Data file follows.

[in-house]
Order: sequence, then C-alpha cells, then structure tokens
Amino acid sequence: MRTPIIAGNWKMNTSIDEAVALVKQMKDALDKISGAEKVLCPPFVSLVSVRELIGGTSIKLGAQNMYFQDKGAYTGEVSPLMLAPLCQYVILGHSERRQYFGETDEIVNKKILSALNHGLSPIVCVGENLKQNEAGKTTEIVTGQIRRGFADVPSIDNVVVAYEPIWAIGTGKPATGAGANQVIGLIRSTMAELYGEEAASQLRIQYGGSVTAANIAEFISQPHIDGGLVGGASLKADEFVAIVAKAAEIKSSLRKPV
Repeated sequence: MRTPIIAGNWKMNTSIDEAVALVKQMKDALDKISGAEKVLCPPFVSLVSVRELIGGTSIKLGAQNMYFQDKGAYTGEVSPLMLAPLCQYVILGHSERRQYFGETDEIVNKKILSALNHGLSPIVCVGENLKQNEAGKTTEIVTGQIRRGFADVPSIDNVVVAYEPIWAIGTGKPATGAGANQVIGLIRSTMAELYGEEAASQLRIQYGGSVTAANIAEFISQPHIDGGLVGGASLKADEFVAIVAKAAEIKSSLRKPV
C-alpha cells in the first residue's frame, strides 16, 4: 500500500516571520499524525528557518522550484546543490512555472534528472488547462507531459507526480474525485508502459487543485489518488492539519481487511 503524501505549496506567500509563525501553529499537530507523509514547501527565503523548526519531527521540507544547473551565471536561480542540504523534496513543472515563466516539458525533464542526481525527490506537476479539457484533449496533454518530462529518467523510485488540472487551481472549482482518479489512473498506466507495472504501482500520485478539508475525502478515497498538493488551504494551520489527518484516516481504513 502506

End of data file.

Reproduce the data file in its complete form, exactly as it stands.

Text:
[in-house]
Order: sequence, then C-alpha cells, then structure tokens
Amino acid sequence: MRTPIIAGNWKMNTSIDEAVALVKQMKDALDKISGAEKVLCPPFVSLVSVRELIGGTSIKLGAQNMYFQDKGAYTGEVSPLMLAPLCQYVILGHSERRQYFGETDEIVNKKILSALNHGLSPIVCVGENLKQNEAGKTTEIVTGQIRRGFADVPSIDNVVVAYEPIWAIGTGKPATGAGANQVIGLIRSTMAELYGEEAASQLRIQYGGSVTAANIAEFISQPHIDGGLVGGASLKADEFVAIVAKAAEIKSSLRKPV
Repeated sequence: MRTPIIAGNWKMNTSIDEAVALVKQMKDALDKISGAEKVLCPPFVSLVSVRELIGGTSIKLGAQNMYFQDKGAYTGEVSPLMLAPLCQYVILGHSERRQYFGETDEIVNKKILSALNHGLSPIVCVGENLKQNEAGKTTEIVTGQIRRGFADVPSIDNVVVAYEPIWAIGTGKPATGAGANQVIGLIRSTMAELYGEEAASQLRIQYGGSVTAANIAEFISQPHIDGGLVGGASLKADEFVAIVAKAAEIKSSLRKPV
C-alpha cells in the first residue's frame, strides 16, 4: 500500500516571520499524525528557518522550484546543490512555472534528472488547462507531459507526480474525485508502459487543485489518488492539519481487511 503524501505549496506567500509563525501553529499537530507523509514547501527565503523548526519531527521540507544547473551565471536561480542540504523534496513543472515563466516539458525533464542526481525527490506537476479539457484533449496533454518530462529518467523510485488540472487551481472549482482518479489512473498506466507495472504501482500520485478539508475525502478515497498538493488551504494551520489527518484516516481504513 502506